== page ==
Please note this article is provided for informational purposes only and is not intended as financial, legal, tax, accounting, or investment advice. Casa urges you to consult a qualified professional for any such advice or service.

The introduction of spot bitcoin ETFs represents a breakthrough in the mainstream adoption of bitcoin. But if you've spent some time studying bitcoin, you might wonder if this type of investment vehicle is the best way for you to hold bitcoin for the long term.

At Casa, we're not financial or investment advisors — we're security experts. We help our members take self-custody of their bitcoin, so they own it for all intents and purposes, protect it from third-party custodial risks, and keep it for the next generation.

Our team recently conducted a deep dive into ETFs and the risks associated with them. In this primer, we'll discuss some of the differences between owning shares in an ETF and holding bitcoin in self-custody, so you can make an informed decision.

What are bitcoin ETFs?

Exchange-traded funds or ETFs are securities that offer investors exposure to an underlying basket of assets, according to Investopedia.

For the purposes of this article, we will focus on spot bitcoin ETFs, which a third-party institution holds bitcoin in custody for a fee. In this type of offering, the basket of assets consists of one or more bitcoin addresses typically secured by a custodian, such as Coinbase. The collection of assets are packaged as shares that are traded on the public markets.


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ETFs are not all bad

There are many reasons why ETFs are popular with investors. They're a convenient, low-cost way to obtain indirect exposure in an asset without dealing with custody, and they're easy to buy and sell in a tax-advantaged retirement account.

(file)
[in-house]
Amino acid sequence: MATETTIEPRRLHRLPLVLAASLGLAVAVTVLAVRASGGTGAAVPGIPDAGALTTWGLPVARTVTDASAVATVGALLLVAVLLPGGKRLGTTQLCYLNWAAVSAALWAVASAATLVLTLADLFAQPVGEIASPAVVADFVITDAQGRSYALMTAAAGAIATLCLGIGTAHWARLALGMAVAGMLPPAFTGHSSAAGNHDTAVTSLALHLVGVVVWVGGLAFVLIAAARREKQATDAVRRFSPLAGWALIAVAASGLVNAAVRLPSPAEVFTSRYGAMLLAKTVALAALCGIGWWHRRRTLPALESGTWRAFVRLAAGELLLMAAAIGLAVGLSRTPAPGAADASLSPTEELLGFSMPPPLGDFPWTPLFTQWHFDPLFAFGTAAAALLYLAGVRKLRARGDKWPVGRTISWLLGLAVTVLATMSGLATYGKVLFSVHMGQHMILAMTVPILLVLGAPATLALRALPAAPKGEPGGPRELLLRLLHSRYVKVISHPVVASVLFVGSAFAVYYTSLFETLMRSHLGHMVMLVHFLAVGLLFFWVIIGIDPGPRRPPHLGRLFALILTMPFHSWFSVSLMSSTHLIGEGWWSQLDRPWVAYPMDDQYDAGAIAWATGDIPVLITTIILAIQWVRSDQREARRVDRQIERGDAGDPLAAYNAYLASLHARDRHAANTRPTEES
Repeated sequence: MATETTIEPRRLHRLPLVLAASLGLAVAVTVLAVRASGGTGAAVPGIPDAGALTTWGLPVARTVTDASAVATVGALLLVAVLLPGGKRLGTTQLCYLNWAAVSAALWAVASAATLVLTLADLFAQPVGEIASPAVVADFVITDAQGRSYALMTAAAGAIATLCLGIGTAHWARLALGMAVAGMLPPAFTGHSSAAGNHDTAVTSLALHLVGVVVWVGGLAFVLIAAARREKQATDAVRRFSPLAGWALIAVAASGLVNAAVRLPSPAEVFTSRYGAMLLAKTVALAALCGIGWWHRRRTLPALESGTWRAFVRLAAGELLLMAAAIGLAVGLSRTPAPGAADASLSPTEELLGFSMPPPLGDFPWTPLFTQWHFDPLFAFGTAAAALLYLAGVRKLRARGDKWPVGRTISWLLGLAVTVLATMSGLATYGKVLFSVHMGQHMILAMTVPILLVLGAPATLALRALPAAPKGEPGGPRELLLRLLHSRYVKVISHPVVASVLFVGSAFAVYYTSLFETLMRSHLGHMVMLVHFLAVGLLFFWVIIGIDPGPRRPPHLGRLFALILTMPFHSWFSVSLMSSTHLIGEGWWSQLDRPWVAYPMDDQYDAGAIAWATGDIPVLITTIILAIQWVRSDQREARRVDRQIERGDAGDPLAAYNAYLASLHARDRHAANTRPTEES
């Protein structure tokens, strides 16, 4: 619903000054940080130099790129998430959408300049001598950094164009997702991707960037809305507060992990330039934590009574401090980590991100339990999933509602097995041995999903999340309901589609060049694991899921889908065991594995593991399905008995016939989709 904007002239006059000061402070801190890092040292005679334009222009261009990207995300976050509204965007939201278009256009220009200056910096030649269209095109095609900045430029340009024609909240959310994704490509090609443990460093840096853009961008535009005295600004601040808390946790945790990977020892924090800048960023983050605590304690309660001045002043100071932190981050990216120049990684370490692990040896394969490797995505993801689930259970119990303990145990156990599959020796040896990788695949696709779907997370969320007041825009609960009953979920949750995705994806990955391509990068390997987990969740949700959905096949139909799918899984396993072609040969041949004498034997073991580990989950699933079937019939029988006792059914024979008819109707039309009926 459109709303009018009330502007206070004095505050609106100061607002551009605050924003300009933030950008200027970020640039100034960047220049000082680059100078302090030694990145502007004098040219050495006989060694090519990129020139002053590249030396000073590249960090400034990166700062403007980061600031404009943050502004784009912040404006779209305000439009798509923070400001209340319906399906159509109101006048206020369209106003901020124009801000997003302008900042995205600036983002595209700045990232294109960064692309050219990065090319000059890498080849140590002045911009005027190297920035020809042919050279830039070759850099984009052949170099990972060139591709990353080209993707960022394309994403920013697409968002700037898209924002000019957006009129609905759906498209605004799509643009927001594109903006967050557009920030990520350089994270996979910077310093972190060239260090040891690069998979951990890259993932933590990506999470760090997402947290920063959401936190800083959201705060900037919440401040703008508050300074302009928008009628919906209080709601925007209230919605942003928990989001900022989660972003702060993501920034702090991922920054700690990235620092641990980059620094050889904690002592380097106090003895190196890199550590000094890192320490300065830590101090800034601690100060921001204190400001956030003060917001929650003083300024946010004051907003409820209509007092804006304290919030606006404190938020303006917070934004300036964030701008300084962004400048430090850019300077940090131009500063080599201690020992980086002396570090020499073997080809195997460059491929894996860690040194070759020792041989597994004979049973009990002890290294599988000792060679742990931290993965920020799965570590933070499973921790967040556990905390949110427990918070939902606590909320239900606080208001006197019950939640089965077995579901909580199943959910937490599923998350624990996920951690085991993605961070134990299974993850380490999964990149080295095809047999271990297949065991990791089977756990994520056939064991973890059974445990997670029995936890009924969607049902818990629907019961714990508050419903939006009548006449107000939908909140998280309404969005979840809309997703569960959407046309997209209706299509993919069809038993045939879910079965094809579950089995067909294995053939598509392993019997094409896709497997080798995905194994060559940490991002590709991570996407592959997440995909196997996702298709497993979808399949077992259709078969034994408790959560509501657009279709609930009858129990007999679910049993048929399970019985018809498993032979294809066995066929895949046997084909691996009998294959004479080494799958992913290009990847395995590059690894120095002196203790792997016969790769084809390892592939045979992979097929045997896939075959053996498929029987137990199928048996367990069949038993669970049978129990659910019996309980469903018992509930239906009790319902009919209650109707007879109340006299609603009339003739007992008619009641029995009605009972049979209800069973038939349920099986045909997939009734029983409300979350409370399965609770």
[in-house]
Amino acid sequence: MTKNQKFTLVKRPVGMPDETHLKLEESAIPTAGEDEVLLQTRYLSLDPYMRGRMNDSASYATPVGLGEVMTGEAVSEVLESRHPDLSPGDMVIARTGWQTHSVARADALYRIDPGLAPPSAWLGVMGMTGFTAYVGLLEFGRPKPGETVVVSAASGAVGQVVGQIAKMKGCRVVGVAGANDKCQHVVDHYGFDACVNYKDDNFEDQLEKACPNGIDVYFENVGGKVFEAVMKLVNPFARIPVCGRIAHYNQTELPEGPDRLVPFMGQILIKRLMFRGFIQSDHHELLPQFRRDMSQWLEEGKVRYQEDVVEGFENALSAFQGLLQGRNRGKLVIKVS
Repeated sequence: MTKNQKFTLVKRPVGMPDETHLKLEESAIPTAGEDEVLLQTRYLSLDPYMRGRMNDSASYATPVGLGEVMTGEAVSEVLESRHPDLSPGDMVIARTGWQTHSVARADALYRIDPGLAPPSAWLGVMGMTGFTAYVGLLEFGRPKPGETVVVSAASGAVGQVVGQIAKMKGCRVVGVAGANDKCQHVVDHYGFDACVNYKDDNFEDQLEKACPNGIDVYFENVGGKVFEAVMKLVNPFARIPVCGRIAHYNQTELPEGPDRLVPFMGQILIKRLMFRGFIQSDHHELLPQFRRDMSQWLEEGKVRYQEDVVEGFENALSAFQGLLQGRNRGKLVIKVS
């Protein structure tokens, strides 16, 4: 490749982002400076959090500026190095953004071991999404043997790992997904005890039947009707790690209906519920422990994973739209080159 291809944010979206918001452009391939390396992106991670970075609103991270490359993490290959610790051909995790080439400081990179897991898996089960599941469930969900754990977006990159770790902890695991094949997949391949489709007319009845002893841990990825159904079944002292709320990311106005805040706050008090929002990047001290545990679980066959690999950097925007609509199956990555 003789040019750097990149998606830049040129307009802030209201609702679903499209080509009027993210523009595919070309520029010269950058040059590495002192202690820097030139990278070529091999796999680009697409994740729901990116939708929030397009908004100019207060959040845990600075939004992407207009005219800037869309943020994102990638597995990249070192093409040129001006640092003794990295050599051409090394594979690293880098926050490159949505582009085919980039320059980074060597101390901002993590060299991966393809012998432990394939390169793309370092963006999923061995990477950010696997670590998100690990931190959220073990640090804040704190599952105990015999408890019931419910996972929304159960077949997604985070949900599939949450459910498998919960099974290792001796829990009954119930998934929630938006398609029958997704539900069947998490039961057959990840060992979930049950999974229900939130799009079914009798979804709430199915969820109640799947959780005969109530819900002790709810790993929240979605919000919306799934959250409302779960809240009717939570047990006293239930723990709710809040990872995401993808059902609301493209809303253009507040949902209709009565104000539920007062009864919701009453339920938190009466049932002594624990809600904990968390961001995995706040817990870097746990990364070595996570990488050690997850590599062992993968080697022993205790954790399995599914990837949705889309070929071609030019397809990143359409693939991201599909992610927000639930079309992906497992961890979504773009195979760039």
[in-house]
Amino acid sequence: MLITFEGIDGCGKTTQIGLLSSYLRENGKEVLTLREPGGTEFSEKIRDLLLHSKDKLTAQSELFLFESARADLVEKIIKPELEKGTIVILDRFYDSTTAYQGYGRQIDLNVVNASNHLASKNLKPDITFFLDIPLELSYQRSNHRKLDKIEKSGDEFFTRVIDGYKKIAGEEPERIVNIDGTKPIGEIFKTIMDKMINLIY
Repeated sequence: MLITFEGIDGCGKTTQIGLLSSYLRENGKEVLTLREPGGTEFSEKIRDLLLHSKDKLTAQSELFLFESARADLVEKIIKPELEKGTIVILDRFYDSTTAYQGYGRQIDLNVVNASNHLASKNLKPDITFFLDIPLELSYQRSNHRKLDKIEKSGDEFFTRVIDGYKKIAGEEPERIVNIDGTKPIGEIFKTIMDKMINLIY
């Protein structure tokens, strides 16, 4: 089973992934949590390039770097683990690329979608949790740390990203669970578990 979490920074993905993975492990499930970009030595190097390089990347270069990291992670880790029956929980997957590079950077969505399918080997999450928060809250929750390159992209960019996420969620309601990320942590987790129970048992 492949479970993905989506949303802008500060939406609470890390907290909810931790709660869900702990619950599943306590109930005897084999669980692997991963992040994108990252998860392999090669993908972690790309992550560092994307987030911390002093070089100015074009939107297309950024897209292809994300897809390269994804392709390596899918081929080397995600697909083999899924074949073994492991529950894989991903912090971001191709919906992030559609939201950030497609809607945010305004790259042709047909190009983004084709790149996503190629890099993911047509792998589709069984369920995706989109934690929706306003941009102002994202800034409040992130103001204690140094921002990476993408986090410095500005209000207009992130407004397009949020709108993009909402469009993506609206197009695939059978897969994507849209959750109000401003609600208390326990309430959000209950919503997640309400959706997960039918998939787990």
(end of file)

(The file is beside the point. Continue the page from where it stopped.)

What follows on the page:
Retirement is a big deal in the world of finance. Together, retirement assets represent nearly a third of all household financial assets in the U.S. as of September 2023, according to the Investment Company Institute.

It's possible to hold bitcoin in self-custody within a tax-advantaged account through a self-directed IRA, but this process can be costly and cumbersome for investors just getting started with bitcoin. 

So, there are a lot of incentives for owning shares of an ETF as a proxy for owning bitcoin, but these benefits come with trade-offs.

ETFs rely on trust

Owning shares in an ETF isn't the same as owning bitcoin directly. It has to do with how bitcoin is designed.

An ETF is essentially a collection of IOUs traded on the securities markets. When you own a share, you have a depository receipt, which is a claim to the fund's underlying assets. If you find yourself in a dispute with the ETF issuer, you become a creditor and that receipt becomes the basis for a series of legal proceedings. This system works reasonably well for real-world assets, but bitcoin is different on a practical level.

Unlike stocks, bonds, and other investment vehicles, bitcoin is the native token of a parallel, borderless system in cyberspace. It's a closed system with barely any knowledge of the outside world.

Ownership on the bitcoin network rests with keys. If you have the key to a bitcoin address, you can spend the bitcoin at that address. There are no do-overs with bitcoin transactions, which is why it's essential to keep your keys safe.

When a company issues a bitcoin ETF, they either custody the underlying bitcoin themselves, or they outsource that custody to a third party. So, they hold the keys or they pay someone else to hold the keys.

This creates a chain of trust that, if broken, can have disastrous consequences. We often advise our members not to leave bitcoin with an exchange or custodian because you never know what could happen with them. We've seen these companies go bankrupt and lose customer funds in hacks and accidents, such as Mt. Gox, FTX, and Fortress Trust in recent years.

Bitcoin ETFs have the potential to create the same scenario just on a much larger scale because these offerings rely on third-party custodians.

ETFs miss out on the broader bitcoin economy